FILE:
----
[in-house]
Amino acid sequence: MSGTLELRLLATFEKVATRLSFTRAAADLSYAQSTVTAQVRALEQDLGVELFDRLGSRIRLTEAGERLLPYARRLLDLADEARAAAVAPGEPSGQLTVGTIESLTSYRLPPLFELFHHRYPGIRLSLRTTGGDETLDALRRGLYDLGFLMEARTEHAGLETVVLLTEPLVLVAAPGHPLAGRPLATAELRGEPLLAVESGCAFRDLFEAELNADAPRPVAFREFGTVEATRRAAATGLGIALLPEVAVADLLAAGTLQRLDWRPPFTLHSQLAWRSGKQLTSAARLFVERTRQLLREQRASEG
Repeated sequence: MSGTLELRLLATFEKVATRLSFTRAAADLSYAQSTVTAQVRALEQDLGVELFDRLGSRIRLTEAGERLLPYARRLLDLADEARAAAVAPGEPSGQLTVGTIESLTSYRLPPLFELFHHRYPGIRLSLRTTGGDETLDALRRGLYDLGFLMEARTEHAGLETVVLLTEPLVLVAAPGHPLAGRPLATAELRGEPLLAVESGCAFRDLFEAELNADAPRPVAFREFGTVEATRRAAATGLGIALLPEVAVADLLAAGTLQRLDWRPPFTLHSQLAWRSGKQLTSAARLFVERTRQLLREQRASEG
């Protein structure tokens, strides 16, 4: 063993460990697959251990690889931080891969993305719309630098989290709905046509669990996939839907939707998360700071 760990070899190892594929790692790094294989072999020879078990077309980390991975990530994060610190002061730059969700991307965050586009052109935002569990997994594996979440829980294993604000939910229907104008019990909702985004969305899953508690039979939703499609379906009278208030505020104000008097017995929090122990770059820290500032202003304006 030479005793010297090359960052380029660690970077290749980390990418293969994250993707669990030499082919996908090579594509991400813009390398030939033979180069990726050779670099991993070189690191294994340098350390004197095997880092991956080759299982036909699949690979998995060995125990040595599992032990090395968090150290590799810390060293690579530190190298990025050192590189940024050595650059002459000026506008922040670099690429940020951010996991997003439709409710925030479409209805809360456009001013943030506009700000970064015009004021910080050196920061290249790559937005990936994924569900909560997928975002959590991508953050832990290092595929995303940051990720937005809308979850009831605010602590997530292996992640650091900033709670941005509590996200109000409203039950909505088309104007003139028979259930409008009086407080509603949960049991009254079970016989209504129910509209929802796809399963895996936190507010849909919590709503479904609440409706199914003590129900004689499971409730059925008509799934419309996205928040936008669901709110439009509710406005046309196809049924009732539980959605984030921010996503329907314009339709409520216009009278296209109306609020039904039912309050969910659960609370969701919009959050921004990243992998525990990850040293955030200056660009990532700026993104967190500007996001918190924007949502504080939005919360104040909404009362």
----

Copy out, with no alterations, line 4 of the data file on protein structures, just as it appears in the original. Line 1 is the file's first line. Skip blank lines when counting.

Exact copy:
């Protein structure tokens, strides 16, 4: 063993460990697959251990690889931080891969993305719309630098989290709905046509669990996939839907939707998360700071 760990070899190892594929790692790094294989072999020879078990077309980390991975990530994060610190002061730059969700991307965050586009052109935002569990997994594996979440829980294993604000939910229907104008019990909702985004969305899953508690039979939703499609379906009278208030505020104000008097017995929090122990770059820290500032202003304006 030479005793010297090359960052380029660690970077290749980390990418293969994250993707669990030499082919996908090579594509991400813009390398030939033979180069990726050779670099991993070189690191294994340098350390004197095997880092991956080759299982036909699949690979998995060995125990040595599992032990090395968090150290590799810390060293690579530190190298990025050192590189940024050595650059002459000026506008922040670099690429940020951010996991997003439709409710925030479409209805809360456009001013943030506009700000970064015009004021910080050196920061290249790559937005990936994924569900909560997928975002959590991508953050832990290092595929995303940051990720937005809308979850009831605010602590997530292996992640650091900033709670941005509590996200109000409203039950909505088309104007003139028979259930409008009086407080509603949960049991009254079970016989209504129910509209929802796809399963895996936190507010849909919590709503479904609440409706199914003590129900004689499971409730059925008509799934419309996205928040936008669901709110439009509710406005046309196809049924009732539980959605984030921010996503329907314009339709409520216009009278296209109306609020039904039912309050969910659960609370969701919009959050921004990243992998525990990850040293955030200056660009990532700026993104967190500007996001918190924007949502504080939005919360104040909404009362």